When Tether was small, I didn’t worry about its impact on the crypto market.
But with $66 billion worth of USDT in circulation today, Tether is one-sixth the size of bitcoin and one-third the size of Ethereum.
The crash of UST crash led many investors to reevaluate the strength of stablecoins. And hedge funds have ramped up their bets against Tether.
I’ve never been a fan of Tether because it never proved it had the 1:1 peg it claims. ($1 in cash for every USDT in circulation.)
Instead, assets like secured loans, corporate bonds, and cryptos are reported (but not verified) to back it up.
These assets come with greater risk than simply holding cash… And if the majority of investors rushed to redeem their Tether for U.S. dollars tomorrow, we’d see liquidity issues.
And if Tether’s peg slips significantly, it would mean massive pressure on the crypto markets.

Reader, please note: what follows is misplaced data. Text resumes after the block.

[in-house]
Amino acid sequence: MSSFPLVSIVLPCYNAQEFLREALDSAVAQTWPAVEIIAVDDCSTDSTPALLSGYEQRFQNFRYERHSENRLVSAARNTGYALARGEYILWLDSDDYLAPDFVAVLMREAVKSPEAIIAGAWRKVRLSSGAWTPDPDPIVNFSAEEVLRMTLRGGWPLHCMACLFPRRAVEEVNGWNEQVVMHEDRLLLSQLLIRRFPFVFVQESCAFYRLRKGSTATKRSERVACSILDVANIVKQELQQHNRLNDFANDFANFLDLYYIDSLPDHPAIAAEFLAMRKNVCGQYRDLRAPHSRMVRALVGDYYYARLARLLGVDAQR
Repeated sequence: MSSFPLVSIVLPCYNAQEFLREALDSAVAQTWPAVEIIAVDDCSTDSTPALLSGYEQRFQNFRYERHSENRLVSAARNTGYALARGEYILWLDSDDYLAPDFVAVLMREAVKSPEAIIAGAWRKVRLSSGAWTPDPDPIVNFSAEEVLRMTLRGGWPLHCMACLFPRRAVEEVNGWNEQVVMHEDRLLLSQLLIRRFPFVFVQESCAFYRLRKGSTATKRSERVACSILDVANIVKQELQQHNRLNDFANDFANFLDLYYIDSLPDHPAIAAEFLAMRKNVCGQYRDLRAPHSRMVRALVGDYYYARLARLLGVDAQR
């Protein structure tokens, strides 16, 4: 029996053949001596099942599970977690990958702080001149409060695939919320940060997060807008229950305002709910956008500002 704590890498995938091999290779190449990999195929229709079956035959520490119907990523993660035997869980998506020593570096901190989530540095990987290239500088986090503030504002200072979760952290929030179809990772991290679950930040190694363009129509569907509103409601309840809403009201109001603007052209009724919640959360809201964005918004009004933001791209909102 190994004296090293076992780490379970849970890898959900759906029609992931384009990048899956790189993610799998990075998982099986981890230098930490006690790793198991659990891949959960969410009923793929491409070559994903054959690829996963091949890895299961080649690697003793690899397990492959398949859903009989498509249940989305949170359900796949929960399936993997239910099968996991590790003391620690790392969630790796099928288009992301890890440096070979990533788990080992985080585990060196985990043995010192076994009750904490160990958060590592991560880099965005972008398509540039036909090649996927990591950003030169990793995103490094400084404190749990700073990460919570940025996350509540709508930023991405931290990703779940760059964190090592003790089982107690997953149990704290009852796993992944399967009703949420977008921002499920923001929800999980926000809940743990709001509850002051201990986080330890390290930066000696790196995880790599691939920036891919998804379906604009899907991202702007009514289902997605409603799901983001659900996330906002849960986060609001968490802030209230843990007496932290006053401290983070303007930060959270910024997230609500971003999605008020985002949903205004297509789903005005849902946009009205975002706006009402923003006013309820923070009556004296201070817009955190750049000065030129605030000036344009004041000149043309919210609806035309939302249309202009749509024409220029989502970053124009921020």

Now, I’m not saying that Tether will completely collapse… They’ve done a good job processing approximately $16 billion in redemptions while still maintaining their $1 peg. That is impressive. But it’s something we are still monitoring closely.
Bitcoin miners are another reason I’m cautious right now.
As you know, miners secure the network by validating transactions in return for BTC.
Over the past year, we’ve seen miners tap into the debt and equity markets to fund operations. And as I predicted, that allowed them to hoard their tokens as the price of bitcoin surged higher.
But that’s no longer the case…
Roughly $4 billion in bitcoin miner loans are under stress as profit margins shrink. And financial institutions are pulling back their appetite for risk. This is drying up the miners’ funding.
So these miners must sell their BTC hoard to cover operating expenses.